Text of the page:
Tuesday, September 8, 2015

Puppet 4 - Examples - Data Types

Puppet 4 has some new functionality. Within the next few blog posts I will give some examples on how to use the new functionality.
The first post covers the new Data Type system.

Data Types for parameterized classes

Let's assume that you want to have a parameterized ssh class where users of your module might choose whether the server side should be installed.

class ssh (
  $server = true,
){
  ...
  if $server {
    ...
  }
  ..
}

And now we use the module:

class { 'ssh':
  server => 'false',
}

In this example Puppet will verify the String 'false' which will result in a boolean value of 'true'.
This is not what we expected.

To avoid further misuse of the module we can add Data Types:

class ssh (
  Boolean $server = true,
){
  ...
  if $server {
    ...
  }
  ...
}

If we now use the same class declaration from above we will receive the following error message:

Error: Expected parameter 'server' of 'Class[Ssh]' to have type Boolean, got String at ssh.pp:2 on node puppetmaster.example.net


What Data Types are available?
Puppet has Core Data Types and Abstract Data Types.
The Core Data Types are the following:
  • String
  • Integer
  • Float
  • Numeric
  • Boolean
  • Array
  • Hash
  • Regexp
  • Undef
  • Default
Integers are identified by a number (with or without minus sign) and no decimal point.
Integer $var1 = 1
Integer $var2 = -3 
Floats are identified by having a decimal point
Float $var3 = 1.0
Float $var4 = 0.2
Please note that you need to provide the trailing 0

Most of the other Data Types explain themselves.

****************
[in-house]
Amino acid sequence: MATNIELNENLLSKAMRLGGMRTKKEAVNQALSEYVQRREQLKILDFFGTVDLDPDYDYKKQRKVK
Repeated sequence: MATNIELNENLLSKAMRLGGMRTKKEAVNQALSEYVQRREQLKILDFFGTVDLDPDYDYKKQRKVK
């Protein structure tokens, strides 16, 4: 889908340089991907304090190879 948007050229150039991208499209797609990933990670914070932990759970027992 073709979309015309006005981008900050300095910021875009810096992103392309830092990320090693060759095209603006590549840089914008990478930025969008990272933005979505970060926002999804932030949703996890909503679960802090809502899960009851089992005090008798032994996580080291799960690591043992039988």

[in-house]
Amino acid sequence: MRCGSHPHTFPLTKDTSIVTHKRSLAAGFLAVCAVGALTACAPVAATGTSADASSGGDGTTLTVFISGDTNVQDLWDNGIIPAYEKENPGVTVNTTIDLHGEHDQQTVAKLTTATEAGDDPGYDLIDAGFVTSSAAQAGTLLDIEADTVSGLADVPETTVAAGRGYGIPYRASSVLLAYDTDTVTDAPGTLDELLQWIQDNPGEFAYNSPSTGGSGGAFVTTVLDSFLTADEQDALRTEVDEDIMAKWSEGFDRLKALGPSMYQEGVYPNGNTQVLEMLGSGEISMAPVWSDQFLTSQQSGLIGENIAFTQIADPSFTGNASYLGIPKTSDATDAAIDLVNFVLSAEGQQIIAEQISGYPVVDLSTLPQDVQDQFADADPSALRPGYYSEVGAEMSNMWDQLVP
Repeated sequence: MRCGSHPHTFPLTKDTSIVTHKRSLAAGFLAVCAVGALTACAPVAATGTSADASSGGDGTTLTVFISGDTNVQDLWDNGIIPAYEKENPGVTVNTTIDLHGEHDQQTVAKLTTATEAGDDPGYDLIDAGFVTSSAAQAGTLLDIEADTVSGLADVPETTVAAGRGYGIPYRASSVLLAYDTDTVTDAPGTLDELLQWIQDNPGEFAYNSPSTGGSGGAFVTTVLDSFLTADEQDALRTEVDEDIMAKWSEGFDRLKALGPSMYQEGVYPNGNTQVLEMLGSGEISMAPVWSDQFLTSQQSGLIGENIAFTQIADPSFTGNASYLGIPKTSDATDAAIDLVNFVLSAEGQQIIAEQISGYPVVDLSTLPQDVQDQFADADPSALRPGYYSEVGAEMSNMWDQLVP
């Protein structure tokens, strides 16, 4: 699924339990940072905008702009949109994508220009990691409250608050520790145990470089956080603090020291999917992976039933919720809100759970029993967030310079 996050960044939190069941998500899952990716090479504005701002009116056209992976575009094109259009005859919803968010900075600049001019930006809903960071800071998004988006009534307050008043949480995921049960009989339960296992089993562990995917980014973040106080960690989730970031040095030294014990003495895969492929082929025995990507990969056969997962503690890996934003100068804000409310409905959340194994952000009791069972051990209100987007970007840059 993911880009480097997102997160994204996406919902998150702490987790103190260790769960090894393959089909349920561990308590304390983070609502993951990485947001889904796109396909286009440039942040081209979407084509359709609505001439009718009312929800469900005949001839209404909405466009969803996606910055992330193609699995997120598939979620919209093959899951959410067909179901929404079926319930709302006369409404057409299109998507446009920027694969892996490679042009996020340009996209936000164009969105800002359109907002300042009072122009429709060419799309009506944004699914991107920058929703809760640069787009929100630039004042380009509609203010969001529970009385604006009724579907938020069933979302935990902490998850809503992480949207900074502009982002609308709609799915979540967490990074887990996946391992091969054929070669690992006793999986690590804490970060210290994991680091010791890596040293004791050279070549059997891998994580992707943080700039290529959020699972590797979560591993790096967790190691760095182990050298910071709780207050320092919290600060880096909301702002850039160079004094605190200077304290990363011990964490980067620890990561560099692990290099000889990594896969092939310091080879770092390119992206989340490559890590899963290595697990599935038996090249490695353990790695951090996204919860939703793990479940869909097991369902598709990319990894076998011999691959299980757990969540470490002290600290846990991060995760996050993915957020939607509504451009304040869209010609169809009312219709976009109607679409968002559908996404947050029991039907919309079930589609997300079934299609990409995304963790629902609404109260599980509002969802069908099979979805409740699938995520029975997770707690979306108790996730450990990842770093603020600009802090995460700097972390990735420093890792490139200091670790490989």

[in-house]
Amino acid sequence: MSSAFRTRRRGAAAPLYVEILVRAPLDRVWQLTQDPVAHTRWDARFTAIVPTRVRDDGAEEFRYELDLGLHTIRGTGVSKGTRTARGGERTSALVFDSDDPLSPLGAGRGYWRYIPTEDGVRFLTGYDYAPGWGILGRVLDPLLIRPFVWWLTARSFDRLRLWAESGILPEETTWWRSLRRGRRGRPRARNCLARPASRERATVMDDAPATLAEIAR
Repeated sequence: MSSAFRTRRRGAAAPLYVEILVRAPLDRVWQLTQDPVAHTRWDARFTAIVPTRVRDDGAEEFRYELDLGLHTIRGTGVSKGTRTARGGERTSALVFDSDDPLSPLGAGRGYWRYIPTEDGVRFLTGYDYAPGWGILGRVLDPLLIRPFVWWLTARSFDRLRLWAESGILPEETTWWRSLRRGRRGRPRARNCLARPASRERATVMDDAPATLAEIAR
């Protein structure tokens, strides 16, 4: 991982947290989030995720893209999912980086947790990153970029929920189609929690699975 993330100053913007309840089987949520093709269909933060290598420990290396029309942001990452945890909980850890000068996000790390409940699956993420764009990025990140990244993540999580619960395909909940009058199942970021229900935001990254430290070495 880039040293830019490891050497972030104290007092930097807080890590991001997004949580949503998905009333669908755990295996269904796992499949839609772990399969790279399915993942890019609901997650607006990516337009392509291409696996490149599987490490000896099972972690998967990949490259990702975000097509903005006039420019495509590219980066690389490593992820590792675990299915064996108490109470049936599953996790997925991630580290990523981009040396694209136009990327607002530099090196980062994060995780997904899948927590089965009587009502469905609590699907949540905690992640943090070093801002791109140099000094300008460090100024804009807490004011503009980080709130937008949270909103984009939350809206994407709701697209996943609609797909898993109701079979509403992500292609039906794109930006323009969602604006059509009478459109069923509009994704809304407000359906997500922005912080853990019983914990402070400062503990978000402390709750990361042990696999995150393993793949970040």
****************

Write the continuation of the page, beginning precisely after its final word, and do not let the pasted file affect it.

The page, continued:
The Default Data Type is something special:
The Default Data Type can be used in case statements and selectors:
$real_server = $server ? {
  Boolean => $server,
  String  => str2bool($server),
  Default => true,
}
Besides specifying the Data Types one can also specify Ranges of validity:
class ssh (
  Integer[1,1024] $listen_port = 22,
){
  ...

This will check that $listen_port is set to an Integer value within 1 and 1024 and will fail if the boundary limits are not met.
The Abstract Data Types are the following:
  • Scalar
  • Collection
  • Variant
  • Data
  • Pattern
  • Enum
  • Tuple
  • Struct
  • Optional
  • Catalogentry
  • Type
  • Any
  • Callable
One will mostly use Abstract Types which are built upon other Data Types.
e.g. you want to express the Data Types of the content of an Array or an Hash:
class ntp (
  Array[String] $ntp_servers = ['pool.ntp.org'],
){
  ...
}
A more complex example which takes a hash map:
$hash_map = {
  'ben'     => {
    uid   => 2203,
    home  => '/home/ben',
  },
  'jones'   => {
    uid   => 2204,
    home  => 'home/jones',
  }
}

class usermanagement (
  Hash[String, Struct[{ uid => Integer, home => Pattern[/^\/.*/]}]] $hash
) {
  $keys = keys($hash)
  $keys.each |$single_key| {
    users::define{ $single_key:
      uid  => $hash[$single_key]['uid'],
      home => $hash[$single_key]['home'],
    }
  }

}
define users::define (
  Integer          $uid,
  Pattern[/^\/.*/] $home,
){
  notify { "User: ${title}, UID: ${uid}, HOME: ${home}": }
}

class { 'usermanagement':
  hash => $hash_map,

 In case that one would like to allow certain words only, the Enum Data Type can be easily used:
class ssh (
  Enum['*','::1','127.0.0.1'] $listen_ip = '*',
){
  ...

 The Optional Data Type describes parameters which can be set to undef.

The next posting will cover Puppet 4 functions.